Who’s the biggest loser with the release of the Cold Lake Subregional Plan? Caribou, obviously, the species that the plan was supposed to protect. The second-biggest losers are Indigenous people, the group the plan seems designed to sideline.
You would think that a land use plan to protect Alberta’s endangered caribou would prioritize preserving and restoring caribou habitat. After all, they need somewhere to live. It being 2022, you might also think it was a good idea to meaningfully include the input of Indigenous people, who not only live on those same lands, but also have rights to use the land related to their culture and identity. You might think that, but the recently released Cold Lake Subregional Plan does neither of these things.
Some background: the territory of our nation, Chipewyan Prairie Dene First Nation, overlaps with much of the Cold Lake Subregional Plan. Historically, our people relied on woodland caribou, and its existence remains critical to our existence as Denesuline people. We have seen caribou populations decline in our territory as roads, seismic lines, pipelines and other disturbance fragments their habitat; as deer move into this altered landscape; as development impacts make it easier for wolves that prey on the caribou who remain.
At the same time, habitat fragmentation has eroded our members’ ability to live, eat, and drink off the land. Our youth know little about how to harvest and process caribou as our families continue to deal with growing food insecurity. The encroachment of industry has brought us jobs and some economic prosperity, but it has also brought drugs into our community and encounters with racism. We have never asked for development to stop; what we want is a seat at the table and a way to manage cumulative effects so that they don’t drive us, or caribou, to extinction.
Alberta has created a veneer of cumulative effects management. In 2012, they adopted the Lower Athabasca Regional Plan (LARP) to “consider the cumulative effects of all activities.” In practice, the plan has allowed near-unfettered industrial development, with no consideration for either the fate of caribou nor the rights of Indigenous peoples. In fact, the Biodiversity Management Framework, a key component of LARP, remains in draft form after 10 years. have. Years. That’s like taking 10 years to make a plan to pay off your credit card.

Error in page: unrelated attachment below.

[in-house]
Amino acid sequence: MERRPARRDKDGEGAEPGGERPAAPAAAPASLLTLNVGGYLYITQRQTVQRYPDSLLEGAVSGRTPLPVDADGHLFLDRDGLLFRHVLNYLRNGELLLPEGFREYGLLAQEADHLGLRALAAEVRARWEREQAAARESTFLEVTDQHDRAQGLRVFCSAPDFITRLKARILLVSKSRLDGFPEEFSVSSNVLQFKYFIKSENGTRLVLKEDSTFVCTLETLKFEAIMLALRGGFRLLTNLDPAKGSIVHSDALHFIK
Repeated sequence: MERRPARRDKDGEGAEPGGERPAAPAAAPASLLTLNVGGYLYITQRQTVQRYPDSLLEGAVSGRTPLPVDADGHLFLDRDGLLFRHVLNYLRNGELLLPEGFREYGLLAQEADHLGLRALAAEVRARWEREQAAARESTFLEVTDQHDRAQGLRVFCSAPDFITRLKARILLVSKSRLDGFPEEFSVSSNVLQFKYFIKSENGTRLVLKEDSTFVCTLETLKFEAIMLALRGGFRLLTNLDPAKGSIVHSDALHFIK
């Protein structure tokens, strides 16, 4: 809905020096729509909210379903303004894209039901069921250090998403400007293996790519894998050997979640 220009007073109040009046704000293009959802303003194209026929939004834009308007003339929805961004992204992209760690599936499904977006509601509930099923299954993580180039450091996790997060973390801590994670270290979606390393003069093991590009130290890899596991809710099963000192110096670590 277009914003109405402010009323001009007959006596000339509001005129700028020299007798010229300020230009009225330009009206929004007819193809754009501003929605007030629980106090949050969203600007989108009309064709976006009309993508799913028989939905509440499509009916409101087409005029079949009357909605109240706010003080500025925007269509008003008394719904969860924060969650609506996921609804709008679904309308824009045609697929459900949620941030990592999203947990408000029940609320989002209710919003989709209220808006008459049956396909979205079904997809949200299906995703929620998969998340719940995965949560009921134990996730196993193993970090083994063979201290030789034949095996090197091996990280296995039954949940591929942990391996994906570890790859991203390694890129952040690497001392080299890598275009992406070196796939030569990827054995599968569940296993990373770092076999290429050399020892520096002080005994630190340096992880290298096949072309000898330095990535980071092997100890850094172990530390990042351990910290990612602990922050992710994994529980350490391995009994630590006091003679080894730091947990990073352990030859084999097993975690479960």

Needless to say, in these last 10 years the caribou continued their precipitous decline. Then in 2020, partly due to pressure from Indigenous people, the federal government invoked the Species at Risk Act to force Alberta to take action to save caribou, resulting in a series of caribou range plans under the amorphous LARP, one of the first of which is the Cold Lake Subregional Plan.
Unfortunately, it is vague, plans restoration on very long timescales, and has no meaningful role for Indigenous people — it codifies the status quo. If, as expected, Alberta uses this plan to lift the moratorium on mineral sales in the region, the loss of caribou is all but guaranteed.
Alberta takes such a lackadaisical approach because enforcing disturbance limits and investing in habitat restoration is expensive and costs votes among those who depend upon old-fashioned resource industries. But there’s a less obvious answer: Alberta knows that if its plan is terrible, the federal government will be forced to intervene. For a provincial government, there’s no better distraction from a failure than a contrived opportunity to “stand up to Ottawa.”
The solutions aren’t easy but neither are they impossible. The Saulteaux and West Moberly First Nations signed a conservation agreement with the governments of Canada and British Columbia to save caribou. Maternal penning, predator control, and habitat restoration have enabled these First Nations to triple the size of the Klinse-Za caribou herd in over just eight years. These nations are not only saving caribou, they are saving their cultures and rights.
Albertans need to ask if fulfilling our premier’s penchant for political theater is worth the extirpation of woodland caribou. Me and my people must also ask whether it’s worth extinguishing our rights and culture, a question no one else is asking.
Vern Janvier is chief of the Chipewyan Prairie Dene First Nation.